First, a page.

Stroud Water Research Center may be closed to the public during the coronavirus crisis, but the world underwater is teeming with life. Net-spinning caddisfly larvae (Family Hydropsychidae) are busy using homespun nets to capture small particles like leaf detritus and even animal parts from the water column. Similar to spiders, this crafty critter spins its special net out of silk. Each silk thread is placed in just the right spot to create mesh webbing that stretches and balloons with food in the water’s current. Then, the insect larva feasts directly off the silk net. No silverware needed!
As our stream’s resident Spiderman, the net-spinning caddisfly is not the only one that benefits from its unique feeding strategy. Much like beavers that build structures like dams or plants that hold together sediment on riverbanks, net-spinning caddisflies are ecosystem engineers, or organisms that maintain, modify, or create habitats to the benefit of the entire ecosystem.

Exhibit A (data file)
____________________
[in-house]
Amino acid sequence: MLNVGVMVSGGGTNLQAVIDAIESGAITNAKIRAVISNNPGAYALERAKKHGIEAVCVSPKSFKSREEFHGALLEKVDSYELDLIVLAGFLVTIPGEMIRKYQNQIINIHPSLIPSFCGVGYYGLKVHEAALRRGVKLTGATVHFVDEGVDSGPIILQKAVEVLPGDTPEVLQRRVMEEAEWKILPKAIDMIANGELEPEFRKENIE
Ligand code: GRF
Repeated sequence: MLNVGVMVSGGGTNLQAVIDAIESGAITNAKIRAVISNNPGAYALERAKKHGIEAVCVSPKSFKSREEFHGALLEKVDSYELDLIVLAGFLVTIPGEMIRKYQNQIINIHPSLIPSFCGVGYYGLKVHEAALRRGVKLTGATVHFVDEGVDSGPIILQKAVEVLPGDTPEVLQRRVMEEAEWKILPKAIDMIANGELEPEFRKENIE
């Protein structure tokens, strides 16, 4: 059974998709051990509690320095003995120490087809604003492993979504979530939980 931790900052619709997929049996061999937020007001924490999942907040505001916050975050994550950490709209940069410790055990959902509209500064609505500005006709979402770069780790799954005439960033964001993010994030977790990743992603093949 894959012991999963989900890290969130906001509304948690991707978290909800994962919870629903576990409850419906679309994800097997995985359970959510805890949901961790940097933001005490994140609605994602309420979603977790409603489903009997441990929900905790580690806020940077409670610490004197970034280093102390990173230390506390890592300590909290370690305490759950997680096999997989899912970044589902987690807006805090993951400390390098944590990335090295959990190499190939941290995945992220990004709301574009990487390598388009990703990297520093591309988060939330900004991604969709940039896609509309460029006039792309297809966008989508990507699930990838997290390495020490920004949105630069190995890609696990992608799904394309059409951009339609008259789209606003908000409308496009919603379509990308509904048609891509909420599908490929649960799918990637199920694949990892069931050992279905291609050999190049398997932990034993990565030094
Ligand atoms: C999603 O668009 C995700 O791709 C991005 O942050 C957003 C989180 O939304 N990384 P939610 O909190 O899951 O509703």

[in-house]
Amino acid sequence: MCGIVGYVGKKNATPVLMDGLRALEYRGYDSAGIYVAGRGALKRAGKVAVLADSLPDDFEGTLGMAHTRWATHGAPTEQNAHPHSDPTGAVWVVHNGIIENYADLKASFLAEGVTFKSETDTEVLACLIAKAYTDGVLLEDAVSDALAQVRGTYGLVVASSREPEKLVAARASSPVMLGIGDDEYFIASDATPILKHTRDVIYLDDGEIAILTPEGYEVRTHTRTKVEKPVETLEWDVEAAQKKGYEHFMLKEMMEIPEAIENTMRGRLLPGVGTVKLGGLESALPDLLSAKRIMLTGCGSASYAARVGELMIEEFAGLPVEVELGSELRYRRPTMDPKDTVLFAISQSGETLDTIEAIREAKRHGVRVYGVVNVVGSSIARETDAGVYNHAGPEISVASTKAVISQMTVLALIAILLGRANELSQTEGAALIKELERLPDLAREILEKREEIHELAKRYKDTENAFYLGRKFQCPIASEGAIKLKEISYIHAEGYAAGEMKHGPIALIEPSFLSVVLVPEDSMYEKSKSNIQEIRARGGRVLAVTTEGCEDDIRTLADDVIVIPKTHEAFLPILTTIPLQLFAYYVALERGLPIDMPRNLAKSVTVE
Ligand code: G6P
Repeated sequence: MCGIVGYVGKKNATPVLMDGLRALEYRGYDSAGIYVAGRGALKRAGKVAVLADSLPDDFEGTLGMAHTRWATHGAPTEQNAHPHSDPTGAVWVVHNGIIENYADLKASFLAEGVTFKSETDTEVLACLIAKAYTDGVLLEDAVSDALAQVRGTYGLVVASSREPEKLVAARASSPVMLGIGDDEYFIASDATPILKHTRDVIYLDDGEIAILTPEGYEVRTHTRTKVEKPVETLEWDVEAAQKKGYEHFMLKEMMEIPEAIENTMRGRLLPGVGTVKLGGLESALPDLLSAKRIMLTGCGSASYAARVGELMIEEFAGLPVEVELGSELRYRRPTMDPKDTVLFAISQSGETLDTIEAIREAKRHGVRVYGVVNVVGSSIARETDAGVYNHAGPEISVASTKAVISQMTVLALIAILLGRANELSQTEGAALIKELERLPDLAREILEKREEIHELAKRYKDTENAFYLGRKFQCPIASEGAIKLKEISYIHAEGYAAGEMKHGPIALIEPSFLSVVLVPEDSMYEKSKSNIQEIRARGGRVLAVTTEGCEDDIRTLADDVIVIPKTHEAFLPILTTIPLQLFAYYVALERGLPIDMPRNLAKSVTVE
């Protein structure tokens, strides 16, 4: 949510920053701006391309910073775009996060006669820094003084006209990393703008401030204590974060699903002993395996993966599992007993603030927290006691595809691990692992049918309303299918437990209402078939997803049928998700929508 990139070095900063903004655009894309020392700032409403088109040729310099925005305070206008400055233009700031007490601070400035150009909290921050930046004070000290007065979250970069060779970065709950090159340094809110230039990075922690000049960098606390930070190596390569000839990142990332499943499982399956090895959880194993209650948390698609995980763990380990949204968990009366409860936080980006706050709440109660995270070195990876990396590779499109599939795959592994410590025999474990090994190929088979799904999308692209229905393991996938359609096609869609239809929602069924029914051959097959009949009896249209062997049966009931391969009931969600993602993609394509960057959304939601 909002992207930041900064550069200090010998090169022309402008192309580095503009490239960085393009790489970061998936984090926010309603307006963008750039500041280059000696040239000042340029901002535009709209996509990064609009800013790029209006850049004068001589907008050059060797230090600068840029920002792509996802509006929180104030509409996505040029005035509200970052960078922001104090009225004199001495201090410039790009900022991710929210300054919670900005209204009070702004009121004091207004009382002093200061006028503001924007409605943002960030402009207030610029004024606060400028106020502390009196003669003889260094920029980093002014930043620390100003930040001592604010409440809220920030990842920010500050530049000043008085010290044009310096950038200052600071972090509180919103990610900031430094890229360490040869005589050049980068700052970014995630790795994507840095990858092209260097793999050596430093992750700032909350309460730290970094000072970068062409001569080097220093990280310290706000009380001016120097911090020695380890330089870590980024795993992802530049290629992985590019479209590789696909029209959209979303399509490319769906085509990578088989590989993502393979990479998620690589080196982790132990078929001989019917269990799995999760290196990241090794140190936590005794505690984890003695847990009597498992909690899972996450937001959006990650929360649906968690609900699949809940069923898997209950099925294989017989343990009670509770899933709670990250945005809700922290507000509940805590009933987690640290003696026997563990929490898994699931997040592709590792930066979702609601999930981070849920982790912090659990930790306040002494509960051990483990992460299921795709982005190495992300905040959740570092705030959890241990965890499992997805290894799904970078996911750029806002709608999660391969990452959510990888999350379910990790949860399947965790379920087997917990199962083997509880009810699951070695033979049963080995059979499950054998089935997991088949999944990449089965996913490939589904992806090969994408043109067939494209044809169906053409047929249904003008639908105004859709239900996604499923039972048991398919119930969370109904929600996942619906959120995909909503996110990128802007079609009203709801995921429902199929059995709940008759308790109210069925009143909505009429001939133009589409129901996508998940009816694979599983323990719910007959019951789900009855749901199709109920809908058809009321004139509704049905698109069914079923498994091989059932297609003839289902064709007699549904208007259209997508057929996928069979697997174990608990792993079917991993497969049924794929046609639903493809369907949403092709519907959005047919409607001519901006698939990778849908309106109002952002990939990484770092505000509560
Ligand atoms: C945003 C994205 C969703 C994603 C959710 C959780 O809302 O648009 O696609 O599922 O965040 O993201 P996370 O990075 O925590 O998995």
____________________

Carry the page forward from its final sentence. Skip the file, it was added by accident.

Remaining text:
In this family-friendly video created by the Stroud Center, Montana State University, and San Francisco State University with funding from the National Science Foundation, watch these ROCKSTARS use silk to bind together river rocks as large as oranges!
Learn more: Whether you’re an adult passionate about stream life and citizen science, or a caregiver/educator creatively engaging students in environmental STEM topics, the Rock Pack Experiment builds exciting, real-world connections among stream ecology, engineering, AND geomorphology!